The U.S. Federal Reserve may need to raise interest rates further to ensure inflation is contained, Federal Reserve chair Jerome Powell said on Friday in remarks that balanced declines in the pace of price increases over the past year with the surprising overperformance of the U.S. economy.
Powell said Fed policymakers would "proceed carefully as we decide whether to tighten further," but also made clear that the central bank has not yet concluded that its benchmark interest rate is high enough to be sure that inflation returns to the 2 percent target.
"It is the Fed’s job to bring inflation down to our 2 percent goal, and we will do so," Powell said. "We have tightened policy significantly over the past year. Although inflation has moved down from its peak—a welcome development—it remains too high. We are prepared to raise rates further if appropriate, and intend to hold policy at a restrictive level until we are confident that inflation is moving sustainably down toward our objective."
In that context, recent data has raised a new concern, he said.
"We are attentive to signs that the economy may not be cooling as expected," with consumer spending "especially robust" and the housing sector possibly rebounding, Powell said.
The economy continues to grow above trend, Powell said, and if that continues "it could put further progress on inflation at risk and could warrant further tightening of monetary policy."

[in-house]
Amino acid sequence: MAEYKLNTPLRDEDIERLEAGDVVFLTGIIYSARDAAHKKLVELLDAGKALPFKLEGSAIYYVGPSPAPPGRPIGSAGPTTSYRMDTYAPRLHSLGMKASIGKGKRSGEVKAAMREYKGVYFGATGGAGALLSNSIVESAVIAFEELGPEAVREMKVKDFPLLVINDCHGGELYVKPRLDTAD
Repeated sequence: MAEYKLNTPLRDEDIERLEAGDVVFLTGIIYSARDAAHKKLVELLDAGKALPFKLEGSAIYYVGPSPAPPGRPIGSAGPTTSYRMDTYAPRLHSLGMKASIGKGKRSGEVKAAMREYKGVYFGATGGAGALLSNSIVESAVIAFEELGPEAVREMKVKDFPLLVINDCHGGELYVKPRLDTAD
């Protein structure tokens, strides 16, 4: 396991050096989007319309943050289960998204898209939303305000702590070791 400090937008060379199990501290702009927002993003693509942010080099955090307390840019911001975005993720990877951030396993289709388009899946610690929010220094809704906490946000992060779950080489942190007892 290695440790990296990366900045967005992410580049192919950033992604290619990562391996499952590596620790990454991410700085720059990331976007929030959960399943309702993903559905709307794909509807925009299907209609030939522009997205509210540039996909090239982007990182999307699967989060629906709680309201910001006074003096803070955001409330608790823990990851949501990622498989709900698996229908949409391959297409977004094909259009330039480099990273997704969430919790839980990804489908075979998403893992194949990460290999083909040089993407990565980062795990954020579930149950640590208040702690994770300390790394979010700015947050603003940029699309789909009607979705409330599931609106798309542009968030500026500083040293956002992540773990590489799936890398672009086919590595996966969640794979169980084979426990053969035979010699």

His remarks showed the Fed wrestling with conflicting signals from an economy where inflation has by some readings slowed a lot without much cost to the economy—a good outcome, but one that has raised the possibility that Fed policy is not restrictive enough to complete the job.
It was difficult, he said, to know with precision the degree to which the Fed's current 5.25 percent to 5.5 percent benchmark interest rate had cleared the "neutral" rate of interest needed to slow the economy, and therefore hard to assess just where policy stands.
Powell repeated what has become a standard Fed diagnosis of inflation progress—with a pandemic-era jump in goods inflation easing and a decline in housing inflation "in the pipeline," but concern that continued consumer spending on a broad array of services and a tight labor market may make a return to 2 percent difficult.
A recent decline in measures of underlying inflation, stripped of food and energy prices, "were welcome, but two months of good data are only the beginning of what it will take to build confidence that inflation is moving down sustainably," Powell said.
"Given the size" of the broader services sector, excluding housing, "some further progress will be essential," the Fed chief said, and it will likely require an economic slowdown to deliver it.
"Restrictive monetary policy will likely play an increasingly important role. Getting inflation sustainably back down to 2% is expected to require a period of below-trend economic growth as well as some softening in labor market conditions," Powell said.
"Two percent is and will remain our inflation target," Powell said. "We are committed to achieving and sustaining a stance of monetary policy that is sufficiently restrictive to bring inflation down to that level over time."
(Reporting by Howard Schneider; editing by Andrea Ricci)